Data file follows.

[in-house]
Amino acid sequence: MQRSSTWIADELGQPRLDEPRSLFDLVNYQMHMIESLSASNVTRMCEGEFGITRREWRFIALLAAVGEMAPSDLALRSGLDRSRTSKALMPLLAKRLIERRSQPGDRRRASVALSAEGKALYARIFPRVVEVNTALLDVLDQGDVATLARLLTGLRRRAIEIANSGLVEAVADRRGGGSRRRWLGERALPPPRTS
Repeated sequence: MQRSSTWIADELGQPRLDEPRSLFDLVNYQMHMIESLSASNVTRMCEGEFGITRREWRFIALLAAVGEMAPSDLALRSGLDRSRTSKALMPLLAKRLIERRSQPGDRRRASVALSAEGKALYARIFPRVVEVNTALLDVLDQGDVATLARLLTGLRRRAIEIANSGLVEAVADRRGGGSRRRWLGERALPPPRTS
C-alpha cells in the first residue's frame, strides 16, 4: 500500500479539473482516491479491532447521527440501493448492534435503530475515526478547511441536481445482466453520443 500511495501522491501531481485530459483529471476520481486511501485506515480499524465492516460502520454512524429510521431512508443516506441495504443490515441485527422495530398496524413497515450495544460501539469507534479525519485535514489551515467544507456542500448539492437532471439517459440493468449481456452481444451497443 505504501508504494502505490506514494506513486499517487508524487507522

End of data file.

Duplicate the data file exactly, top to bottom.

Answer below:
[in-house]
Amino acid sequence: MQRSSTWIADELGQPRLDEPRSLFDLVNYQMHMIESLSASNVTRMCEGEFGITRREWRFIALLAAVGEMAPSDLALRSGLDRSRTSKALMPLLAKRLIERRSQPGDRRRASVALSAEGKALYARIFPRVVEVNTALLDVLDQGDVATLARLLTGLRRRAIEIANSGLVEAVADRRGGGSRRRWLGERALPPPRTS
Repeated sequence: MQRSSTWIADELGQPRLDEPRSLFDLVNYQMHMIESLSASNVTRMCEGEFGITRREWRFIALLAAVGEMAPSDLALRSGLDRSRTSKALMPLLAKRLIERRSQPGDRRRASVALSAEGKALYARIFPRVVEVNTALLDVLDQGDVATLARLLTGLRRRAIEIANSGLVEAVADRRGGGSRRRWLGERALPPPRTS
C-alpha cells in the first residue's frame, strides 16, 4: 500500500479539473482516491479491532447521527440501493448492534435503530475515526478547511441536481445482466453520443 500511495501522491501531481485530459483529471476520481486511501485506515480499524465492516460502520454512524429510521431512508443516506441495504443490515441485527422495530398496524413497515450495544460501539469507534479525519485535514489551515467544507456542500448539492437532471439517459440493468449481456452481444451497443 505504501508504494502505490506514494506513486499517487508524487507522